Flax: From Seed to Spindle

“Of linen cloth

”The next thing to this, which our English housewife must be skilful, is in the making of all sorts of linen cloth, whether it be of hemp or flax, for from these two only is the most principal cloth derived, and made both in this, and in other nations”

– Gervase Markham, The English Housewife (1615)

Throughout recorded history, flax has been cultivated as an important crop for textile production as linen. During medieval times, linen was the most important plant-based cloth available in Western Europe. For millennia, growing flax and processing it for spinning and weaving was one of the major tasks in any woman’s life. This was the fiber that provided the cool clothes of summer and the under-tunics for the family, the coverings for the bed at night and the grave-clothes for wrapping the dead. It was a valuable and much-needed commodity.

Growing flax

The flax plant has its fibers inside the outer edge of the plant stem. These fibers extend from the root of the plant to the upper tip of its stem. To maximize the length of the fibers produced, flax seed is sewn densely in the field, so that the plants grow quite closely together. This insures the plants grow straight, with no branching along the stems.

You can see how closely these seeds were planted – this is approximately one week after germination, two weeks after planting, when the young plants are just becoming established.


These plants are now about six weeks further along, and you can see how tightly they are planted, and how well they are growing thin and straight, with no branching and no space for weeds to grow between them.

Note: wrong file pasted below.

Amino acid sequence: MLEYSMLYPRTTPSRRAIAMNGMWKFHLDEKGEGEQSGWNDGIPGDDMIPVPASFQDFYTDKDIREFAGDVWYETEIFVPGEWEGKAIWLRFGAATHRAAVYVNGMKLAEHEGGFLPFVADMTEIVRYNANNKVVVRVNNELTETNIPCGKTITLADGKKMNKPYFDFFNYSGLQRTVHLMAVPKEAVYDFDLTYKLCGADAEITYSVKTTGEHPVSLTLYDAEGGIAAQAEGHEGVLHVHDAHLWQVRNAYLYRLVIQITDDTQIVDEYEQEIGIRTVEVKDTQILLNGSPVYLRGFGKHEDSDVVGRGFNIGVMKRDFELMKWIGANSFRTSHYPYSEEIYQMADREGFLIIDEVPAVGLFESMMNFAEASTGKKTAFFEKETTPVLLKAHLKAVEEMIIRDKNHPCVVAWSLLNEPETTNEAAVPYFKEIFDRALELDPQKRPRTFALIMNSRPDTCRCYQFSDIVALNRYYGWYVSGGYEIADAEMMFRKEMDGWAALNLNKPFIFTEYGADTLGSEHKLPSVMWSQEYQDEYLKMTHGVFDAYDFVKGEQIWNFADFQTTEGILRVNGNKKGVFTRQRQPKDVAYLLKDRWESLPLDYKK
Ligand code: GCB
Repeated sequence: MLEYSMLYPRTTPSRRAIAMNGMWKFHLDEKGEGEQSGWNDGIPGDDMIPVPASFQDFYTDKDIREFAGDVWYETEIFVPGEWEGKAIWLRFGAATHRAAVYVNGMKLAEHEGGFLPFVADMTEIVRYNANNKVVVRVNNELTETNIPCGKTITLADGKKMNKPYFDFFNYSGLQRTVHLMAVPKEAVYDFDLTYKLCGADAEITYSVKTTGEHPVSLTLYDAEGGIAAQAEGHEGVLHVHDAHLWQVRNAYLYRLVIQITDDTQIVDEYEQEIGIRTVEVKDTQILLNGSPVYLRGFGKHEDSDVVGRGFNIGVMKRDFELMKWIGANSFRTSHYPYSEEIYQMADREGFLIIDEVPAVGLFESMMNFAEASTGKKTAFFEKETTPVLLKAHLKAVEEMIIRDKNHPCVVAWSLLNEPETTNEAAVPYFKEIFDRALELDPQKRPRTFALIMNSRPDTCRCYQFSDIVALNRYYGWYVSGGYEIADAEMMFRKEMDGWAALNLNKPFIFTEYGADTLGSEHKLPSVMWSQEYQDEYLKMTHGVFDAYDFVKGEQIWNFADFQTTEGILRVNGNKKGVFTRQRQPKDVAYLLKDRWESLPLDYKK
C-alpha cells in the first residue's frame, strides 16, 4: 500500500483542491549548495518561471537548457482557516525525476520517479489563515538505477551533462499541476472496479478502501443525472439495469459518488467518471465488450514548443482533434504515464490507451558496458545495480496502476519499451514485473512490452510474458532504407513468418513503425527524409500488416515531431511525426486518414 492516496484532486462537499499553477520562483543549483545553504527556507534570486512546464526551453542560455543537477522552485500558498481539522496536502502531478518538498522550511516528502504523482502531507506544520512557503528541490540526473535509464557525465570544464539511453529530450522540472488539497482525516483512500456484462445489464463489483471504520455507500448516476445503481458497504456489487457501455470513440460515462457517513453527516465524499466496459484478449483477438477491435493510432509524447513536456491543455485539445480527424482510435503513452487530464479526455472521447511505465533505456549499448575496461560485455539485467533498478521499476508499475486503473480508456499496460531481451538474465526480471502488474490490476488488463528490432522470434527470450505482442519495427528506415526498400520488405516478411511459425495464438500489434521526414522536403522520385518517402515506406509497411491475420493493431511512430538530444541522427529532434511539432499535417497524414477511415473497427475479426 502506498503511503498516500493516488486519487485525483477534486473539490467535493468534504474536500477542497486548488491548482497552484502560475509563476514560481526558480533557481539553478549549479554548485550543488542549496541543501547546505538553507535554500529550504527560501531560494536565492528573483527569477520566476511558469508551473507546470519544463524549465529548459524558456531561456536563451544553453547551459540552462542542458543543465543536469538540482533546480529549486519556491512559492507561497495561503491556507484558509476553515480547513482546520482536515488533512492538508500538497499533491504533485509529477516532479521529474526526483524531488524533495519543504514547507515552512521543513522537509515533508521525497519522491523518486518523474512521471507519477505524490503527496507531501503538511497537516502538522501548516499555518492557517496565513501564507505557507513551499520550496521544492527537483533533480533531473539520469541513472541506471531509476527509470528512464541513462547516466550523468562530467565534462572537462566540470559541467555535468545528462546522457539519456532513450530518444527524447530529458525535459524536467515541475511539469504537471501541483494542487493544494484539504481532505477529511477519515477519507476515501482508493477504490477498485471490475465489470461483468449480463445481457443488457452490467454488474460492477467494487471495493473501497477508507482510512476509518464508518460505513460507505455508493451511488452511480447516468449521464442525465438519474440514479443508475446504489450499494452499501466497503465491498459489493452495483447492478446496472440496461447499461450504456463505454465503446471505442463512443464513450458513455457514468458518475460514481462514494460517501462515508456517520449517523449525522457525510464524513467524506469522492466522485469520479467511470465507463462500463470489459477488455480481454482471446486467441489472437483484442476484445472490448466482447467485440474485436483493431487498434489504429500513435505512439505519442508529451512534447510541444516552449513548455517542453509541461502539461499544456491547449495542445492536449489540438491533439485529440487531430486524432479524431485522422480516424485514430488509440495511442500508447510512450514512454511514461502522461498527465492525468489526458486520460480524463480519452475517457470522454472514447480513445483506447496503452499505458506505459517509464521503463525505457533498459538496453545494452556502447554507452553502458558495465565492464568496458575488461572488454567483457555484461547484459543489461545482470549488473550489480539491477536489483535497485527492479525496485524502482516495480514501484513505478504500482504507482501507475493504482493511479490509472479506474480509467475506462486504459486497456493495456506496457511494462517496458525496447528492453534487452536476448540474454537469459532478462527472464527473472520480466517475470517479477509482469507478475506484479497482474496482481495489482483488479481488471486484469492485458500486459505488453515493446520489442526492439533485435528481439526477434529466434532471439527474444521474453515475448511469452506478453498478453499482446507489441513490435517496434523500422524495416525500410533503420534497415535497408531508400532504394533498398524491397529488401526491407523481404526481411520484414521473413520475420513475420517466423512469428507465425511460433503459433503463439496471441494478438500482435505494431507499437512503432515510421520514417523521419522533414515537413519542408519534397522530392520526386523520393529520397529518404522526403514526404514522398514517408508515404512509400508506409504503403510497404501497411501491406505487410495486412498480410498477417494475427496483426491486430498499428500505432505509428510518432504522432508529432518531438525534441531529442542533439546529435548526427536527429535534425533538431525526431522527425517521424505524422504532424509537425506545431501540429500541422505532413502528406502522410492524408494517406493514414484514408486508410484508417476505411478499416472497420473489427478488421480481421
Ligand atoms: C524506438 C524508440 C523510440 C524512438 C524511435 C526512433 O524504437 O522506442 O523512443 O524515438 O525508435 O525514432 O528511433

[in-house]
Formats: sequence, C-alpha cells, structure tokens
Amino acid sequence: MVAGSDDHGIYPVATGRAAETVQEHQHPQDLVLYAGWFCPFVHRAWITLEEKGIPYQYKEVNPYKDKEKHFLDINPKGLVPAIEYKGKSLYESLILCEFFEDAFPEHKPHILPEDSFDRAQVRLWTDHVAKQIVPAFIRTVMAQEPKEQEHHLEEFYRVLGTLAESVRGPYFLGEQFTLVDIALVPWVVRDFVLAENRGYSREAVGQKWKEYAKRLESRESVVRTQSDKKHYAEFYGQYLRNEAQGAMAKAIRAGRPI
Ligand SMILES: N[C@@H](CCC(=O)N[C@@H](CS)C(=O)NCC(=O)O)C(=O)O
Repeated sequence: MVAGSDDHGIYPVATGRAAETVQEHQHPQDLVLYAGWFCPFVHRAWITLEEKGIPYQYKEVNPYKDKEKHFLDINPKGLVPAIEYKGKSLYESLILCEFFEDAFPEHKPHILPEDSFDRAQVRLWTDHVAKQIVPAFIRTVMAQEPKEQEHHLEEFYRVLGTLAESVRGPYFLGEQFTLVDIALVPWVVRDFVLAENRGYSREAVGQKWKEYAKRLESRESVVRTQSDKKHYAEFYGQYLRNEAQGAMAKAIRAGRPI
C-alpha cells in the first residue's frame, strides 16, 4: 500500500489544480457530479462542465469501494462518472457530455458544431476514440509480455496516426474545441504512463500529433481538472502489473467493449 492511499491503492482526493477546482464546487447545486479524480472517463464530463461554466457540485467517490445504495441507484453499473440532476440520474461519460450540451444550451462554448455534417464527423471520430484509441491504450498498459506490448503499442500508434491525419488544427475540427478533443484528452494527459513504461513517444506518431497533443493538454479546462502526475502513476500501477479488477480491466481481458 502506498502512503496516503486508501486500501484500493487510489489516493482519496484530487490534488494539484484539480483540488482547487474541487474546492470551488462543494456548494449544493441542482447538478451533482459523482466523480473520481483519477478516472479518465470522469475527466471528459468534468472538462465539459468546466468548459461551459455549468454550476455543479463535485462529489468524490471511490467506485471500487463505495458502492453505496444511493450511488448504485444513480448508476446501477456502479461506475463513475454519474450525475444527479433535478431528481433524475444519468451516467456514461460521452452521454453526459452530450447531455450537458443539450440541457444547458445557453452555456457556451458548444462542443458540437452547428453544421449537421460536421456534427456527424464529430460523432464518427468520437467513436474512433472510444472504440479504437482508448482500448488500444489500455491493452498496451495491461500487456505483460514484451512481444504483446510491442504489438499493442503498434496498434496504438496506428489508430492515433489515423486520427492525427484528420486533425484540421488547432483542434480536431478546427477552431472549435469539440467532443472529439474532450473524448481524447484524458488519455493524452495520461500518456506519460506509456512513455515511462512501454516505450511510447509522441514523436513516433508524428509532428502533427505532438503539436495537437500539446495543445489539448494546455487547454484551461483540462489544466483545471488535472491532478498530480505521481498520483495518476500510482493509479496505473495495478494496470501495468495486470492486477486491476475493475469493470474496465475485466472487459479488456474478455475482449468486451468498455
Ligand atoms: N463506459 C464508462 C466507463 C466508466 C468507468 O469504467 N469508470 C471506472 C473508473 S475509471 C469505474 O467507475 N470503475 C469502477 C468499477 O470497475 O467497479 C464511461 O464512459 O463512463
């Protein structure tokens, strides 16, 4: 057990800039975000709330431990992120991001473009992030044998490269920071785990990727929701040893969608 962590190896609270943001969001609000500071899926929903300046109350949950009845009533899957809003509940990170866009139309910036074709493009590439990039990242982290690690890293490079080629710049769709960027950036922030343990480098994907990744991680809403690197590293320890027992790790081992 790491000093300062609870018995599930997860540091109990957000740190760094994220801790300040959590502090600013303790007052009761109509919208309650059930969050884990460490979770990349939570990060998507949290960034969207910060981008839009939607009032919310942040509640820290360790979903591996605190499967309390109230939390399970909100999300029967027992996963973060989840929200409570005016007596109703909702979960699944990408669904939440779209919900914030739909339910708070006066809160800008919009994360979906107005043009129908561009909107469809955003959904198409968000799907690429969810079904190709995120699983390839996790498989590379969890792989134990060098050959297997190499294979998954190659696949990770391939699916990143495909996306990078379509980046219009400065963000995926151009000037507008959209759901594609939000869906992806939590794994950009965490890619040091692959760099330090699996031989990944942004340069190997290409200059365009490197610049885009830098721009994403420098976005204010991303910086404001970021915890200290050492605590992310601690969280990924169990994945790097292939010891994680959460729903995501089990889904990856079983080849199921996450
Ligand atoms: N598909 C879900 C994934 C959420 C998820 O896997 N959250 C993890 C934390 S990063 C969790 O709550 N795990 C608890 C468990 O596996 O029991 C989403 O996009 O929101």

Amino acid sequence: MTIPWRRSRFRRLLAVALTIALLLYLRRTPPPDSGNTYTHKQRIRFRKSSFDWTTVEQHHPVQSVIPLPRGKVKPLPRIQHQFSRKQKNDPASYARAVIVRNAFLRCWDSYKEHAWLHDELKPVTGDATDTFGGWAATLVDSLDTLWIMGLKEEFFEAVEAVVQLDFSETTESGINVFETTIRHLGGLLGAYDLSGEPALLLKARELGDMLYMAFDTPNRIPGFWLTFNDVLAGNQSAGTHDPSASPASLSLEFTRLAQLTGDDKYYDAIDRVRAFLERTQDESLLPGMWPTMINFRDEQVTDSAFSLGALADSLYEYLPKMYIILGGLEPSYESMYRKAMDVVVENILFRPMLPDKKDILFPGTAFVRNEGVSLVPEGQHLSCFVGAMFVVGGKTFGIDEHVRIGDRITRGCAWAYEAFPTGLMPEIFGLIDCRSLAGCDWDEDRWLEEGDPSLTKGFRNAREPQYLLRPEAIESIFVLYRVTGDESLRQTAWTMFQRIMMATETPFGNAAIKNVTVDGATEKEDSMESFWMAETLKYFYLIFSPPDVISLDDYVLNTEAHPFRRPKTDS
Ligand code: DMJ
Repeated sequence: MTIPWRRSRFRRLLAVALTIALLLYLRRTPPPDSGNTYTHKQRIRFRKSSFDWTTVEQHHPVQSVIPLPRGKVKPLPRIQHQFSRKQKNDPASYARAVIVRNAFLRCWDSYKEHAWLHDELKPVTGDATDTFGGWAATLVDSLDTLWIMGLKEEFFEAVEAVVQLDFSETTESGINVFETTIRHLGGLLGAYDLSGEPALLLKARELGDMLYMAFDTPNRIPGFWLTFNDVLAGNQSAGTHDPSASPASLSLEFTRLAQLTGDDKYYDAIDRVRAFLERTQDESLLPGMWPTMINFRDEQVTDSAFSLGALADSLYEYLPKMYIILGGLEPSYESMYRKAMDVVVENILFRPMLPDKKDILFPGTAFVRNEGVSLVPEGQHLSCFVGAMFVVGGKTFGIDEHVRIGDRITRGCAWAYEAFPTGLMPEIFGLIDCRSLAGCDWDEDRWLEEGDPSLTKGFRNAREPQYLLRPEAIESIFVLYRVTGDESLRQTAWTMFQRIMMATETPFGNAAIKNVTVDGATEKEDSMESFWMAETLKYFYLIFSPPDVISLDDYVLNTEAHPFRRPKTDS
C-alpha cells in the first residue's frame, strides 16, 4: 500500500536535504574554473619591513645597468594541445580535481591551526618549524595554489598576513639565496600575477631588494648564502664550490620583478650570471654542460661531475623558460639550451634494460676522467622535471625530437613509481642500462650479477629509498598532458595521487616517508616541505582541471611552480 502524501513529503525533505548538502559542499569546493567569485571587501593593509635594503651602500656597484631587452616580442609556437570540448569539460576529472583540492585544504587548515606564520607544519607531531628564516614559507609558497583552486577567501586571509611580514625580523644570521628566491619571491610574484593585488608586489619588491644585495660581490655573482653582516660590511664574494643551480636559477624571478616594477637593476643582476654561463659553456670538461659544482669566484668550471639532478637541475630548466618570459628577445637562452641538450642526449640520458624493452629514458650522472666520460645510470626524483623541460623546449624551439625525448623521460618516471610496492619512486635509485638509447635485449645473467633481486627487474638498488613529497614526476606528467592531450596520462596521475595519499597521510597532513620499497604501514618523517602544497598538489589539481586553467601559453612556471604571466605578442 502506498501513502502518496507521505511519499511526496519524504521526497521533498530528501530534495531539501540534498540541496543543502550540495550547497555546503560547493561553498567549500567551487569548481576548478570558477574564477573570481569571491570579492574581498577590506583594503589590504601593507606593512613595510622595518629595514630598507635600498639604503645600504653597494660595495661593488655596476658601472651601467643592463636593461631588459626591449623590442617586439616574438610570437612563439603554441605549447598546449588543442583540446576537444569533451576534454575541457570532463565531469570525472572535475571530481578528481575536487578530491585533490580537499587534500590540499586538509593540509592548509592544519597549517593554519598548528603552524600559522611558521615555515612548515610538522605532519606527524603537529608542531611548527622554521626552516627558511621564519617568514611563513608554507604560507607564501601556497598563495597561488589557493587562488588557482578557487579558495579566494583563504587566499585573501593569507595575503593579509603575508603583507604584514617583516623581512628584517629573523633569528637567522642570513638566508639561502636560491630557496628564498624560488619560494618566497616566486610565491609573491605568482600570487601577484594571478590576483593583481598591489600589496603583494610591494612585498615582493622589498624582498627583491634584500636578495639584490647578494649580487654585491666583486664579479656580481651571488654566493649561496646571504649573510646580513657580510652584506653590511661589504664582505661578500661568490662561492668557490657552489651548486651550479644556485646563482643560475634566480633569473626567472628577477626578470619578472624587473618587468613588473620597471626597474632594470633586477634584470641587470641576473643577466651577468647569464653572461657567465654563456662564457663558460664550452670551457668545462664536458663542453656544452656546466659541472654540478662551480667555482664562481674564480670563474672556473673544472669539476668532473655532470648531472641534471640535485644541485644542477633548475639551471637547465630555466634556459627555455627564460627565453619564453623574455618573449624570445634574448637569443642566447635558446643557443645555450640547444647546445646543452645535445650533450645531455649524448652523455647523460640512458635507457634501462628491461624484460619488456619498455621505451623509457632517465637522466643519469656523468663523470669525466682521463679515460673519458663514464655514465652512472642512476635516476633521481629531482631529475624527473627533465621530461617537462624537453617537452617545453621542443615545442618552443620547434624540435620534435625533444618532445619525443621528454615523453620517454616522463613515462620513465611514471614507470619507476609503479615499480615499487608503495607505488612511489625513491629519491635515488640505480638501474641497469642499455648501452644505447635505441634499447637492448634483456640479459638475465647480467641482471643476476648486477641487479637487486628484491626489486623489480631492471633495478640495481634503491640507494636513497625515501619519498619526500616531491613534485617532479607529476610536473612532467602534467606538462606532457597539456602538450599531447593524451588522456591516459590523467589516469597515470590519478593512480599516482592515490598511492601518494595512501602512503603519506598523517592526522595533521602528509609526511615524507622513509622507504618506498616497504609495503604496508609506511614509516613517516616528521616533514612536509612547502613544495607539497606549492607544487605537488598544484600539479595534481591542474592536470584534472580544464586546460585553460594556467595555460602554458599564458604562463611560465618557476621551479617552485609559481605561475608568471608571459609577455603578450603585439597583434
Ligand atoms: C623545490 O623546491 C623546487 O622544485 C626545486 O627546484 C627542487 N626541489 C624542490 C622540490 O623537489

Harvesting flax

Flax plants are harvested just as their seed heads are starting to ripen, so that the oil is not drawn into the seeds and out of the stems, weakening them. Flax is harvested by pulling it up by its roots, not cutting it, so as to preserve as long of fibers as possible. The plants are then bundled together and left in the fields temporarily to dry them, until they can be processed further.

The flax you see here has been harvested and dried, and is ready to be taken to the next step, retting.

“The watering of hemp or flax

”Now for the watering of hemp or flax, the best water is the running stream, and the worst is the standing pit; yet because hemp is a poisonous thing, and infecteth the water, and destroyeth all kind of fish, it is more fit to employ such pits and ditches as are least subject to annoyance, except you live near some great broad and swift stream, and then in the shallow parts thereof you may water without danger.”

– Gervase Markham, The English Housewife (1615)

Retting the flax

The fibers in flax grow just inside the outer layer of the stem. Once dried and the seeds removed, the fibers in the flax stem need to be extracted. This is done by a process called “retting” — literally rotting away the non-fiber parts of the plant. This can be done in one of three ways: dew retting, still water retting or flowing water retting.

Dew Retting v. Water Retting

Dew Retting

Dew retting is the simplest method for rotting away the non-fibrous sections of the stem, as mold does most of the work. As the mold works, it turns the straw a silvery gray – a color that is transferred to the fibers inside the stem.

Water Retting

Water retting submerges the flax straw into some sort of body of water. The method works by using bacteria to rot the plant material, producing a blonder fiber than that produced by dew retting.

Compare the processed fibers on the table:
You should be able to see the dew retting v. the water retting.